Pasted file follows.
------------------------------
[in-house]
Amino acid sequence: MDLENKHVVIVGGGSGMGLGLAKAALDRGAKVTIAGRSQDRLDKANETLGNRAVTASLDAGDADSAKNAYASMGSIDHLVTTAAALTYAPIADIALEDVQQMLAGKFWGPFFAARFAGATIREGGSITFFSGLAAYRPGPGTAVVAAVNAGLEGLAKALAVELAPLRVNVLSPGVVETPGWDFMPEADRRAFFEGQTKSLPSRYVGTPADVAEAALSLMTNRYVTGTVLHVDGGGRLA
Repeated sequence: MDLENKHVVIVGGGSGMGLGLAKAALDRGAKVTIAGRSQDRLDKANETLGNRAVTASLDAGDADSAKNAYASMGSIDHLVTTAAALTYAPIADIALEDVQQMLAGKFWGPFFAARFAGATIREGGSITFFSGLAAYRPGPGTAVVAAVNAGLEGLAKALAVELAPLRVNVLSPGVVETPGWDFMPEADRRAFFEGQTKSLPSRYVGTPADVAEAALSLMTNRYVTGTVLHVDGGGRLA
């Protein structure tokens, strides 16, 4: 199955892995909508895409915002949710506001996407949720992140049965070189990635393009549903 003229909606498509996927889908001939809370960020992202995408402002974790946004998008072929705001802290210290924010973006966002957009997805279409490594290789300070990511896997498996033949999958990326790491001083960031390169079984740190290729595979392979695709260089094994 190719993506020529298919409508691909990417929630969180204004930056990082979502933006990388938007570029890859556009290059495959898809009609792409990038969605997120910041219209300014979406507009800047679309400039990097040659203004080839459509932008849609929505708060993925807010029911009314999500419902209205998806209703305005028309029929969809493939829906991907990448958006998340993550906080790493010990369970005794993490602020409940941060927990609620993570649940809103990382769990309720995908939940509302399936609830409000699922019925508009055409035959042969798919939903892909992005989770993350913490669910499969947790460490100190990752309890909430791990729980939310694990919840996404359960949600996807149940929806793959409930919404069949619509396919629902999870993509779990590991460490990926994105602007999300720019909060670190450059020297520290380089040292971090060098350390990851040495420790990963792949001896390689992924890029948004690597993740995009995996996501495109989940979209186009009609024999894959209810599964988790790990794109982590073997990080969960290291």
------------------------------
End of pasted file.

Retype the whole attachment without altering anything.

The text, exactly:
[in-house]
Amino acid sequence: MDLENKHVVIVGGGSGMGLGLAKAALDRGAKVTIAGRSQDRLDKANETLGNRAVTASLDAGDADSAKNAYASMGSIDHLVTTAAALTYAPIADIALEDVQQMLAGKFWGPFFAARFAGATIREGGSITFFSGLAAYRPGPGTAVVAAVNAGLEGLAKALAVELAPLRVNVLSPGVVETPGWDFMPEADRRAFFEGQTKSLPSRYVGTPADVAEAALSLMTNRYVTGTVLHVDGGGRLA
Repeated sequence: MDLENKHVVIVGGGSGMGLGLAKAALDRGAKVTIAGRSQDRLDKANETLGNRAVTASLDAGDADSAKNAYASMGSIDHLVTTAAALTYAPIADIALEDVQQMLAGKFWGPFFAARFAGATIREGGSITFFSGLAAYRPGPGTAVVAAVNAGLEGLAKALAVELAPLRVNVLSPGVVETPGWDFMPEADRRAFFEGQTKSLPSRYVGTPADVAEAALSLMTNRYVTGTVLHVDGGGRLA
């Protein structure tokens, strides 16, 4: 199955892995909508895409915002949710506001996407949720992140049965070189990635393009549903 003229909606498509996927889908001939809370960020992202995408402002974790946004998008072929705001802290210290924010973006966002957009997805279409490594290789300070990511896997498996033949999958990326790491001083960031390169079984740190290729595979392979695709260089094994 190719993506020529298919409508691909990417929630969180204004930056990082979502933006990388938007570029890859556009290059495959898809009609792409990038969605997120910041219209300014979406507009800047679309400039990097040659203004080839459509932008849609929505708060993925807010029911009314999500419902209205998806209703305005028309029929969809493939829906991907990448958006998340993550906080790493010990369970005794993490602020409940941060927990609620993570649940809103990382769990309720995908939940509302399936609830409000699922019925508009055409035959042969798919939903892909992005989770993350913490669910499969947790460490100190990752309890909430791990729980939310694990919840996404359960949600996807149940929806793959409930919404069949619509396919629902999870993509779990590991460490990926994105602007999300720019909060670190450059020297520290380089040292971090060098350390990851040495420790990963792949001896390689992924890029948004690597993740995009995996996501495109989940979209186009009609024999894959209810599964988790790990794109982590073997990080969960290291």